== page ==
The Ombú

One of the most imposing trees in the Royal Botanic Gardens is the Ombú. It’s not the tallest (that’s a Kauri Pine in the Palm Grove at 33m) and it’s not the rarest (that’s a tussle between the Wollemi Pine, Maiden’s Palm, the Nightcap Oak, and a eucalypt or two).

What’s impressive about the Ombú is its swollen base. It doesn’t have the rippling buttresses of some other tropical trees, or the strangling limbs of a fig, but it looks like it is connected to the very crust of the earth. It seems to rise like a volcano from the ground below.

Although it looks like a typical tree, albeit a bit broad at the base, its trunk is unusually fleshy and mostly water. It’s sometimes called the Tree Pokeweed because it’s in the same genus as the weedy herb called Pokeweed from North America, and more like a pumped-up herb than a tree.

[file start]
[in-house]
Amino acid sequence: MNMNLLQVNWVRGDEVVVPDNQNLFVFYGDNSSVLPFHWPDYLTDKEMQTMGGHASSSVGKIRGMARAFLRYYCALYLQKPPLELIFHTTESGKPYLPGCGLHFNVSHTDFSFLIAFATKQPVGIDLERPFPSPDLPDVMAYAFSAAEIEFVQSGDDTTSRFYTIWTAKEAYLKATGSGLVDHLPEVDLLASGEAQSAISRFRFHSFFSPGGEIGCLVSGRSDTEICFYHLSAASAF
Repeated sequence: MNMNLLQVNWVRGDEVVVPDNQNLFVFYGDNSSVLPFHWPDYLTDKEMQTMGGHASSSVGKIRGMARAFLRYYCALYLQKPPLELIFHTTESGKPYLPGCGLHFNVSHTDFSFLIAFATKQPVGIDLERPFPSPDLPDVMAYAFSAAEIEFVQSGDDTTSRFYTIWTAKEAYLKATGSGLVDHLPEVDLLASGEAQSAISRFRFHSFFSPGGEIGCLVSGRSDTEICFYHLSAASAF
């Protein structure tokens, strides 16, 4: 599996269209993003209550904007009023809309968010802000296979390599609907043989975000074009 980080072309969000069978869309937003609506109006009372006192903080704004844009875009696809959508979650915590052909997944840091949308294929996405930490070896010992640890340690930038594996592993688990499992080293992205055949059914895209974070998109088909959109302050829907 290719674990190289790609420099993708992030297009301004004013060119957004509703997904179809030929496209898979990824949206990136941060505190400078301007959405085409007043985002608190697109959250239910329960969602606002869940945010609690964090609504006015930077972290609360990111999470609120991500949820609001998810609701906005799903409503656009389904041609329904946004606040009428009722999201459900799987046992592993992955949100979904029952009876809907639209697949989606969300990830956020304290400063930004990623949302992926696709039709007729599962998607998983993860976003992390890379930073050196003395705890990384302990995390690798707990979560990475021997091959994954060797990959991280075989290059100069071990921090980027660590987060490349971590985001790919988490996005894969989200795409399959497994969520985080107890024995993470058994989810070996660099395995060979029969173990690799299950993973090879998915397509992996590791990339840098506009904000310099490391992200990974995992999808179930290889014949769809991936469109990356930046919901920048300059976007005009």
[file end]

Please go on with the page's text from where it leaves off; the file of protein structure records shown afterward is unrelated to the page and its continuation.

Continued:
Botanically called Phytolacca dioica, its local name in South America is the more sonorous Ombú. It also has another Spanish name, Bella Sombra, meaning ‘beautiful shade’. On the pampas plains of Argentina and Uruguay, it is the only large tree.

We have two Ombú in the Royal Botanic Gardens. One large tree in the formal garden beds near the original site of the first farm and botanic garden, planted by Alan Correy in 1955, and a smaller specimen in the Cacti and Succulent Garden.

As the species name suggests (from 'dioecious'), some plants have male flowers, others female. The larger tree is a boy. The flowers are small, but there lots of them produced in late October to November.

Ombú is drought and fire tolerant, and a fun tree to plant in Sydney. Just be careful of the sap which is poisonous to animals (including us!).

Image: The base of the large Ombú in Sydney's Royal Botanic Gardens. *This posting is from the Radio Archives (November 2008).